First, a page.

Armidale shows solidarity with Coast ratepayers

Armidale residents protest outside the Armidale chambers

Irate Armidale residents have offered support to the Central Coast, setting up a Facebook page for Coasties to campaign – like Armidale – against a rate rise.

The Facebook page is called Protest Against Extreme Rates of the Central Coast and has been started as a sister page to the one for Armidale.

Joshua Fittler, a fifth generation New Englander whose family settled on the outskirts of Armidale in the 1850s, started both pages and has added some Coast administrators to the local page.

“This group is for the purpose of forming real plans and taking real action against rate hikes and irresponsible fiscal management within the Central Coast Council,” Fittler writes on the page which already has almost 300 members after going public a few days ago.

“This is not a group for tyre kicking.”

The Armidale page has more than 800 members and the group has held some public protests.

The Armidale area has about 30,000 residents versus ten times that on the Coast (about 333,000 residents).

Fittler was a candidate for the previous Armidale Regional Council election and is leading the charge against a rate hike in his area.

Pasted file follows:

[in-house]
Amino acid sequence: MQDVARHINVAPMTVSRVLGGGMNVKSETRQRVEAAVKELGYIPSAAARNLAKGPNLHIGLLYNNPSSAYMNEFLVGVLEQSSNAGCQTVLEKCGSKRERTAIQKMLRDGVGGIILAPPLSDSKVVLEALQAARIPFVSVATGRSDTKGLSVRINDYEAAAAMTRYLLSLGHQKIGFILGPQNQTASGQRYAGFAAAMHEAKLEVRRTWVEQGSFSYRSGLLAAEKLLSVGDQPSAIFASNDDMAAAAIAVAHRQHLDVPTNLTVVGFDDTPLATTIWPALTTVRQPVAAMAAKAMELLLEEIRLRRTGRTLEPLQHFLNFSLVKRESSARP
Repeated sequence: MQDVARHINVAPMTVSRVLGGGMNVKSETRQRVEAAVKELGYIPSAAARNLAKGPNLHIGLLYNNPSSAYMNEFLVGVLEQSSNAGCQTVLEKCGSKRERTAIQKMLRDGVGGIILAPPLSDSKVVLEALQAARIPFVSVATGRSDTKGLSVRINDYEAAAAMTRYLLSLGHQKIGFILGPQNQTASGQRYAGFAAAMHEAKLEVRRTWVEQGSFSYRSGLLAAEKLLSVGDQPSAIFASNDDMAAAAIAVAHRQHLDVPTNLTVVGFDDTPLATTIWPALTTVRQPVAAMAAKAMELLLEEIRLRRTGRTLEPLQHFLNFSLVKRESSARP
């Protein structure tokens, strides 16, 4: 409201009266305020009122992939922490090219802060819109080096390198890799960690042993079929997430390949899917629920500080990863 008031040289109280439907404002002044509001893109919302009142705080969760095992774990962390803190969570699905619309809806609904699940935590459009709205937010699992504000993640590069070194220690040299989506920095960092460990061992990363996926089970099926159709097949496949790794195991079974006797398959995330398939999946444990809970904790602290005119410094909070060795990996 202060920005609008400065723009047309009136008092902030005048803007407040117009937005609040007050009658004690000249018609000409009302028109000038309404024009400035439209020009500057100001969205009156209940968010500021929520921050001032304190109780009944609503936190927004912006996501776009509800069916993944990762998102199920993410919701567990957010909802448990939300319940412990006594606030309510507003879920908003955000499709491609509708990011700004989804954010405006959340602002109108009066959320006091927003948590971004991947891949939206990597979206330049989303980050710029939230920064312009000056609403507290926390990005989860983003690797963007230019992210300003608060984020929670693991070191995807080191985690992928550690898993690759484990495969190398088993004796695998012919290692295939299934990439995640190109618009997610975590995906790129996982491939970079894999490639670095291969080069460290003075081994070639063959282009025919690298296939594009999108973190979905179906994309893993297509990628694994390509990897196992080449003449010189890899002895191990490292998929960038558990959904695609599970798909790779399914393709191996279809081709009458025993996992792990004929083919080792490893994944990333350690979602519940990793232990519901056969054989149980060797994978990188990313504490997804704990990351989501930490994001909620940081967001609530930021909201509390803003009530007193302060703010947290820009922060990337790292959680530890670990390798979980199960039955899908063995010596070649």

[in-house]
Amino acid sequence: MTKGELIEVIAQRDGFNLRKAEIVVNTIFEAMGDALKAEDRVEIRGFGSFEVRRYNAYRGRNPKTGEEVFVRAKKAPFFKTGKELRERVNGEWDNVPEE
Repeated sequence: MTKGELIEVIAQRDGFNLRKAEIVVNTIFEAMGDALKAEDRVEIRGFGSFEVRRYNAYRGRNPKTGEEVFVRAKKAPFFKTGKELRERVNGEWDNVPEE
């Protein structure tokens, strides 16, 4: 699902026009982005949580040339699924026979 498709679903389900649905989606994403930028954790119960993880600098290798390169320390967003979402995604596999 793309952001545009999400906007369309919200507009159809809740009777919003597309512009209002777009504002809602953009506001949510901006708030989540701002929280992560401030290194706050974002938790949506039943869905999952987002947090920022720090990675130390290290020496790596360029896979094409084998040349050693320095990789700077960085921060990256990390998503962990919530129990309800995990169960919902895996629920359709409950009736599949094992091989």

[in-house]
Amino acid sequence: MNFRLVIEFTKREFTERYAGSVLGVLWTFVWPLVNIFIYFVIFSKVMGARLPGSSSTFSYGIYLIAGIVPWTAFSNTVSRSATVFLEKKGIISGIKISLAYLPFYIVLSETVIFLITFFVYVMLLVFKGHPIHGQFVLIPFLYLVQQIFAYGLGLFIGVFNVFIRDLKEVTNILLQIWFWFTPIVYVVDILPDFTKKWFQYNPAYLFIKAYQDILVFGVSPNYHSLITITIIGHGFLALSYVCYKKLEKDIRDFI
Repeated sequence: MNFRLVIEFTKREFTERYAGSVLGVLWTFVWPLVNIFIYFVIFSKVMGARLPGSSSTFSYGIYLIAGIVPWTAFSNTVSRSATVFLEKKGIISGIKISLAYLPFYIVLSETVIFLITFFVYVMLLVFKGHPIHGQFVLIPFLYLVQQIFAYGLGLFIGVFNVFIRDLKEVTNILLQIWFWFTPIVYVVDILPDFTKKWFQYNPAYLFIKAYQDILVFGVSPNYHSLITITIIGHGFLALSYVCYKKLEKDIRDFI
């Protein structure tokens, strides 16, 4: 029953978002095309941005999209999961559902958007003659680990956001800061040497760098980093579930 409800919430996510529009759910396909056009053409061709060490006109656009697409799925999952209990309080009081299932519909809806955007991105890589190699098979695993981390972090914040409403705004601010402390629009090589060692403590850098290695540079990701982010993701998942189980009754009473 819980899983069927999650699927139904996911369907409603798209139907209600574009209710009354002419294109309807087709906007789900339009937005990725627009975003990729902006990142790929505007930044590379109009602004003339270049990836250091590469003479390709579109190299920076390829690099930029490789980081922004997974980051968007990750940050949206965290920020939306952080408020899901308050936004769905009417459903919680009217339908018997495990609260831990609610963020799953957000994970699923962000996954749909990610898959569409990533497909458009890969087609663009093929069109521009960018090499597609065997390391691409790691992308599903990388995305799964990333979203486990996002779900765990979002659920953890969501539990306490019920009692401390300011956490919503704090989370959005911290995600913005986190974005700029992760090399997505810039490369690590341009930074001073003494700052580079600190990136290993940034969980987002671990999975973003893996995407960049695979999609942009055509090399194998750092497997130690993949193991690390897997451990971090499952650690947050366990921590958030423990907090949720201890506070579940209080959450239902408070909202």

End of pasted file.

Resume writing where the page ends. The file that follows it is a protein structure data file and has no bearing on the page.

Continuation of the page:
Armidale residents are facing rate rises that would total 20 per cent under one option.

Minister for Local Government Shelley Hancock suspended Armidale Regional Council on June 12 for a period of three months and appointed an Interim Administrator.

That was extended for another three months with suspension due to end on December 11.

Here on the Central Coast, our Council was put under administrator, Dick Persson, on October 30 and he has said he will ask the Minister for a second three months in the chair before handing the business back to the councillors.

The other option is to continue in administration and hold an inquiry.

The Armidale ratepayer rights activists are demanding a fair and reasonable level of rates as well as a higher degree of financial transparency from Armidale Regional Council.

Fittler says the problems are not much different to the Coast.

“We are in the middle of the most significant economic downturn for 70 years,” he said.

“On top of that, the community is recovering from the effects of bushfires and the worst drought in the history of rainfall recording.

“And the Council wants to make permanent a seven year old special rates variation of 10 per cent which was due to expire this year and apply for another 10 per cent.”

Here on the Coast, the Administrator has flagged a possible 10 per cent rate increase.

The Independent Pricing and Regulatory Tribunal (IPART) will make the final decision.

Central Coast Council blamed the IPART decision to decrease water rates by a total of $39M in 2019 for adding to its financial woes.

The Council revealed on December 2 that the Coast is $565M in debt, partly due to $200M in restricted funds being accessed for operational funds when they shouldn’t have been.

The council already had a debt of $317M when it was formed in 2016 as an amalgamation of Wyong and Gosford local government areas.

Merilyn Vale